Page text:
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Transportation engineers in the spotlight Engineers from the Chandler Transportation and Development Department (T&D) are stepping out from behind their desks and in front of the camera to help inform the public of several upcoming road improvement projects. An eight-minute video entitled “Roadwork Ahead” is being streamed on the City’s website, www.chandleraz.gov/ transportation, and will begin airing on the City’s government access Chandler Cable Channel 11 soon. The video features Chandler engineers Dara Griffith and Paul Young, as well as T&D Director R.J. Zeder, and highlights three major street improvement projects scheduled to begin this summer in southeast Chandler. “We thought our residents might like to hear about these projects from the people managing them; the ones who oversaw their design and will monitor the construction,” Zeder says. Griffith and Young are seen in the video discussing the planned widening of three Chandler roadways—Gilbert Road between Chandler Heights Road and Hunt Highway, McQueen Road between Ocotillo and Chandler Heights roads, and Ocotillo Road between Arizona Avenue and McQueen Road. Construction of the improvements will begin this summer and widen the streets from two to four lanes and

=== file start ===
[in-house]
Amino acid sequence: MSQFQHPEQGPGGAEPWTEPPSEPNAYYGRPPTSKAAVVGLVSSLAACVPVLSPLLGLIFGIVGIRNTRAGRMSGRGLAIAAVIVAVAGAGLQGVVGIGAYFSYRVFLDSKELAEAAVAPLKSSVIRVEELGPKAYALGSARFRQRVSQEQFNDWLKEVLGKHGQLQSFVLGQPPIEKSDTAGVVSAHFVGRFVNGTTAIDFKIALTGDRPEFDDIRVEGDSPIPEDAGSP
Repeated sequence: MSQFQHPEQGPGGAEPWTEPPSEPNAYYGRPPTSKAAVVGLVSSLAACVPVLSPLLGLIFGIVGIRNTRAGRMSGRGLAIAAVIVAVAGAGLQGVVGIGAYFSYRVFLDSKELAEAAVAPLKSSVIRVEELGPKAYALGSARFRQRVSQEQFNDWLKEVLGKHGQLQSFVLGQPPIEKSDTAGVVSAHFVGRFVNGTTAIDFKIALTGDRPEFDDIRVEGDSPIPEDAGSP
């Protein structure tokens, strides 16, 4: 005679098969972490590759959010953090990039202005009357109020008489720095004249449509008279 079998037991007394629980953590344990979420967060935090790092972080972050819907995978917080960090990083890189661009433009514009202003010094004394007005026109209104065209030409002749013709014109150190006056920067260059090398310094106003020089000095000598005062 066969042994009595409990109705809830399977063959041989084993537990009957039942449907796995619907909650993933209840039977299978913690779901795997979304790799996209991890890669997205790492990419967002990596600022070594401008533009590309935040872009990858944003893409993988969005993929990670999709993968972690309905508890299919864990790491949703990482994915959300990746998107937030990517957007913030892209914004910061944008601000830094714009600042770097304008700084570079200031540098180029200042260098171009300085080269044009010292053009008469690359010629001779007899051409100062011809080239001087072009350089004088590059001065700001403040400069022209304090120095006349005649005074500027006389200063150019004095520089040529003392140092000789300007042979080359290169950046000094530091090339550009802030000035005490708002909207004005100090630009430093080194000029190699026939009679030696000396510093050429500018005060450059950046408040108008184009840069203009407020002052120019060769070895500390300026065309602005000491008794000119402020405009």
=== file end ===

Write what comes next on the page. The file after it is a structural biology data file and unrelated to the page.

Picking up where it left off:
ROADWORK AHEAD: City engineer Dara Griffith steps in front of the camera to help produce a video to keep residents informed on recent city road updates. Submitted photo